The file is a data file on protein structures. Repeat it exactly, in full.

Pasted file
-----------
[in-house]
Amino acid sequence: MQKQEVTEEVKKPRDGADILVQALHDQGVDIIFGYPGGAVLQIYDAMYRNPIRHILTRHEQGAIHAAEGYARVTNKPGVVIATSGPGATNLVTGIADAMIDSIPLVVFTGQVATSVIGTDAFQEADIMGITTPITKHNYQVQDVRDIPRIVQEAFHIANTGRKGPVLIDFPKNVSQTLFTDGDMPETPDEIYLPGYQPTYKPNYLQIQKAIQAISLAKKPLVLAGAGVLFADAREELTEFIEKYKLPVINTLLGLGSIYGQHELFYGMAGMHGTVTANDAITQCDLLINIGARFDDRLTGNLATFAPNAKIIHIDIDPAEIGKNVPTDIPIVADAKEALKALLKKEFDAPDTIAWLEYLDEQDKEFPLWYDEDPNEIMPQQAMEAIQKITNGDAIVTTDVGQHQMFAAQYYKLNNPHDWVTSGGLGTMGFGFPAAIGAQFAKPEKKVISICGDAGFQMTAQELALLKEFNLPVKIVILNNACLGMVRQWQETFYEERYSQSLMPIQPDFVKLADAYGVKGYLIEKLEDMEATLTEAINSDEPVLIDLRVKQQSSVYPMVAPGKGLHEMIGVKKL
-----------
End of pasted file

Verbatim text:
[in-house]
Amino acid sequence: MQKQEVTEEVKKPRDGADILVQALHDQGVDIIFGYPGGAVLQIYDAMYRNPIRHILTRHEQGAIHAAEGYARVTNKPGVVIATSGPGATNLVTGIADAMIDSIPLVVFTGQVATSVIGTDAFQEADIMGITTPITKHNYQVQDVRDIPRIVQEAFHIANTGRKGPVLIDFPKNVSQTLFTDGDMPETPDEIYLPGYQPTYKPNYLQIQKAIQAISLAKKPLVLAGAGVLFADAREELTEFIEKYKLPVINTLLGLGSIYGQHELFYGMAGMHGTVTANDAITQCDLLINIGARFDDRLTGNLATFAPNAKIIHIDIDPAEIGKNVPTDIPIVADAKEALKALLKKEFDAPDTIAWLEYLDEQDKEFPLWYDEDPNEIMPQQAMEAIQKITNGDAIVTTDVGQHQMFAAQYYKLNNPHDWVTSGGLGTMGFGFPAAIGAQFAKPEKKVISICGDAGFQMTAQELALLKEFNLPVKIVILNNACLGMVRQWQETFYEERYSQSLMPIQPDFVKLADAYGVKGYLIEKLEDMEATLTEAINSDEPVLIDLRVKQQSSVYPMVAPGKGLHEMIGVKKL